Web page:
Alfonso cano y gadafi

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Alfonso Cano
Guillermo León Sáenz Vargas (22 July 1948 – 4 November 2011),[1] more commonly known by his nom de guerre Alfonso Cano was thecommander of the militant group known as Revolutionary Armed Forces of Colombia (Fuerzas Armadas Revolucionarias de Colombia, FARC). He succeeded founder Manuel Marulanda (alias Sureshot, in Spanish: Tirofijo) in March 2008 and commanded the Marxist rebelgroup until being killed in action by the Colombian Army.
Born into a middle-class family in Bogotá, Cano began his studies in anthropology at the National University of Colombia in 1968,[2] where he became a member and leader of the Communist Youth. It was there that he met members of FARC, who invited him often to lecture aboutMarxism for a number of guerrilla columns. He dropped out of universityto join the group and devoted himself to political activism. Ideologically he was described as a hardliner, with the belief that his ideas and side would ultimately win.[3]
FARC
During the late 1970s Cano is believed to have joined FARC, where he quickly rose through the ranks, working with the group's co-founder and chief ideologue, Jacobo Arenas. His main role was originally to serve as asort of political commissary for the urban network of the guerrilla in Bogota, and in 1978 he was appointed chief of finances for the Central High Command. A search warrant on his apartment, where he lived with his first wife (Maria Eugenia) and son (Federico), ended in his arrest in 1981 and imprisonment in the La Modelo Penitentiary, where he founded a library. He was freed in 1983 as a result ofthe amnesty offered by the government of president Belisario Betancur.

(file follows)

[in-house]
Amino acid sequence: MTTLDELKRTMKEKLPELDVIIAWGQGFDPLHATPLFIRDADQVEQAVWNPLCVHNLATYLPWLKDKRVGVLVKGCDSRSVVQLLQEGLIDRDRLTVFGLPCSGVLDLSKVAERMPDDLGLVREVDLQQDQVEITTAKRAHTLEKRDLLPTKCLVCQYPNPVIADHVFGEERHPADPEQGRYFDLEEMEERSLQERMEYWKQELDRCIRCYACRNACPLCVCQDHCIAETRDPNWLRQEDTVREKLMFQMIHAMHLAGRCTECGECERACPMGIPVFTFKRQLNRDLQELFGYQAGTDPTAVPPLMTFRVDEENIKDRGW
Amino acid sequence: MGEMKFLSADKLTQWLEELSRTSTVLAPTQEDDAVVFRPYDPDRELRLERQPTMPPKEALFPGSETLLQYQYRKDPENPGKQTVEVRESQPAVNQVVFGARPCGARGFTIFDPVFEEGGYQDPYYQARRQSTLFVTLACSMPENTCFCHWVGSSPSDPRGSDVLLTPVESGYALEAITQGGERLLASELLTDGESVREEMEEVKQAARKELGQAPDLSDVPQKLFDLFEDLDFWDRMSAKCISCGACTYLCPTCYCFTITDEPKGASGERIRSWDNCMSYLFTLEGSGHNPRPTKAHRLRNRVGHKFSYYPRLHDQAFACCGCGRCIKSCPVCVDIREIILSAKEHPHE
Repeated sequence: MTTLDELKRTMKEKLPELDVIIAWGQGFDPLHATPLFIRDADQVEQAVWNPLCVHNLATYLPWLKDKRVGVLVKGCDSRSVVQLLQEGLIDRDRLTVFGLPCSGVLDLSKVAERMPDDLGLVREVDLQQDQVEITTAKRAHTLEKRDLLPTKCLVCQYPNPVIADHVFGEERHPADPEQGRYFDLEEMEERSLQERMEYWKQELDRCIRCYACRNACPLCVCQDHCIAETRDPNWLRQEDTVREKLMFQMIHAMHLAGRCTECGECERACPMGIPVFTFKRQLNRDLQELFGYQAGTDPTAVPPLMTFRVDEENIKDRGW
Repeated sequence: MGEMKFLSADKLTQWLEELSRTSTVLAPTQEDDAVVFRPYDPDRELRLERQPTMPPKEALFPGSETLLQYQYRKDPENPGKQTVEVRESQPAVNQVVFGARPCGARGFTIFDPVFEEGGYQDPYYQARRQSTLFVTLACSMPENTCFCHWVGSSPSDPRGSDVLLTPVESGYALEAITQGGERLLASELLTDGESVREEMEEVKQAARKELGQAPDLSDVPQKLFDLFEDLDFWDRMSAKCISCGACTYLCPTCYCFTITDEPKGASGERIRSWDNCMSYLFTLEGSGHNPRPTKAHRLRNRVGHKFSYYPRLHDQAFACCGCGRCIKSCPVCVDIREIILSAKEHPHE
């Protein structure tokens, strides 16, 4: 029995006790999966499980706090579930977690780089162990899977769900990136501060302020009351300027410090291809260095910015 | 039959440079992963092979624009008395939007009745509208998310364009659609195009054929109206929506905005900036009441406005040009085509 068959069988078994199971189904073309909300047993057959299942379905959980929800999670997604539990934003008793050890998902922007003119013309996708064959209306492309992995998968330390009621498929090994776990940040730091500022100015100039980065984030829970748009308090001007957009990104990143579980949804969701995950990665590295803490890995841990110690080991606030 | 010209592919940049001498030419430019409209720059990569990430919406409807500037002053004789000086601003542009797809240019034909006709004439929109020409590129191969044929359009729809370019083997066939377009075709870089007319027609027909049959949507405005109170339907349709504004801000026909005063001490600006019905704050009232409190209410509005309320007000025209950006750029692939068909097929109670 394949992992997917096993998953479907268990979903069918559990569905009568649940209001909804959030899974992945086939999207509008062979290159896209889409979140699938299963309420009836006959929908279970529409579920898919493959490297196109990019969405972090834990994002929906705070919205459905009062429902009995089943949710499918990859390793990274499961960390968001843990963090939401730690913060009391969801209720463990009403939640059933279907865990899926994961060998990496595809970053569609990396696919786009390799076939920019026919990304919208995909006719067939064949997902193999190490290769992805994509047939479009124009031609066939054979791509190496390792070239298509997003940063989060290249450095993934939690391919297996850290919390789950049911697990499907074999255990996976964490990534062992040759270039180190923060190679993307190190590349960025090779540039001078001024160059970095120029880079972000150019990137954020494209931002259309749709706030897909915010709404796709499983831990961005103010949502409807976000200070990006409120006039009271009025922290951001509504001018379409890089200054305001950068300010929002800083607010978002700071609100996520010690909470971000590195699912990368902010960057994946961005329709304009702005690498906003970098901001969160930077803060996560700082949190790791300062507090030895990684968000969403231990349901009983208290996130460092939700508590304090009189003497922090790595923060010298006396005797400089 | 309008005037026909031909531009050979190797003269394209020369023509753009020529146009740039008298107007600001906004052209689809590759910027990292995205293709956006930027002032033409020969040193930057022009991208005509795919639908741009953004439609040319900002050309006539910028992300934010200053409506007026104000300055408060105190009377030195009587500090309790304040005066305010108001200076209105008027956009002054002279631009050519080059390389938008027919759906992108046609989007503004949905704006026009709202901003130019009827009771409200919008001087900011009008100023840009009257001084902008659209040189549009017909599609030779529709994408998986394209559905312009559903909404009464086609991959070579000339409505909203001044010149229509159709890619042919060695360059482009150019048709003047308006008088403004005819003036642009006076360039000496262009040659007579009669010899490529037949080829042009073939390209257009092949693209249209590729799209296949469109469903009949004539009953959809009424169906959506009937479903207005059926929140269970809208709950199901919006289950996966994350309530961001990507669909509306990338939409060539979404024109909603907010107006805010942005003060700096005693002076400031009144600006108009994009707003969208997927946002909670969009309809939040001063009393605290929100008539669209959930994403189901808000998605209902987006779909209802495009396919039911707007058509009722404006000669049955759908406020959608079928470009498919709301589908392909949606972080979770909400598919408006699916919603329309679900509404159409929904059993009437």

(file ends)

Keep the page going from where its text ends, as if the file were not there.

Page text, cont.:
He soon moved to the mountains to join the guerrilla soldiers, but instead of active combat he was sent to Casa Verde, the headquarters of the FARC commanders, in La Uribe (Meta), where he was recognized as an intellectual and as such was part of a number of peace dialogues with the government. His main role was to encouragethe growth of the Coordinadora Guerrillera Simón Bolívar, a movement to join all guerrillas operating at the time in Colombia. With communism's collapse in Europe in 1989, Cano argued that the Soviet model had failed, and the FARC should develop its own model based on national ideas, whose paradigmatic figure was to be Simon Bolivar.

Lead of FARC
After Arenas' death in 1990, Cano succeededhim,[clarification needed] joining the seven-member Secretariat that led the group, and remaining as the second in command for about two decades. He was chief negotiator during failed peace talks in 1991 and 1992. However he had little role in the long running 1999–2002 FARC–Government peace process with the government of Andres Pastrana. Pastrana later said that Cano never attended the peacetalks.[4] In 2000, Cano founded and became the leader of the Clandestine Colombian Communist Party.
On 26 March 2008, Manuel Marulanda Vélez, the founder and leader of FARC, died of a heart attack and Cano succeeded him as commander-in-chief. During the same month two other members of the Secretariat, Raul Reyes and Ivan Rios were killed in action. In July 2008, the Colombian Army rescued fifteen of FARC'shighest profile hostages, including Íngrid Betancourt in Operation Jaque, further weakening the rebels' position.
As commander in chief, Cano spread his views about the guerrilla, and the nature and solution to the political conflict in Colombia. He believed that the conflict was a class struggle, and that it should be the rich and multinational companies that should fund the war,[ encouragingblackmailing and kidnapping of politicians and the rich. Mass kidnappings were used to press the government into exchanging hundreds of guerrilla members in jail. The most outstanding example of this practice was the kidnapping of 12 deputies from the Valle del Cauca department, an action that he coordinated with Pablo Catatumbo. Cano was known as an ultra-orthodox, inflexible, and dogmatic...
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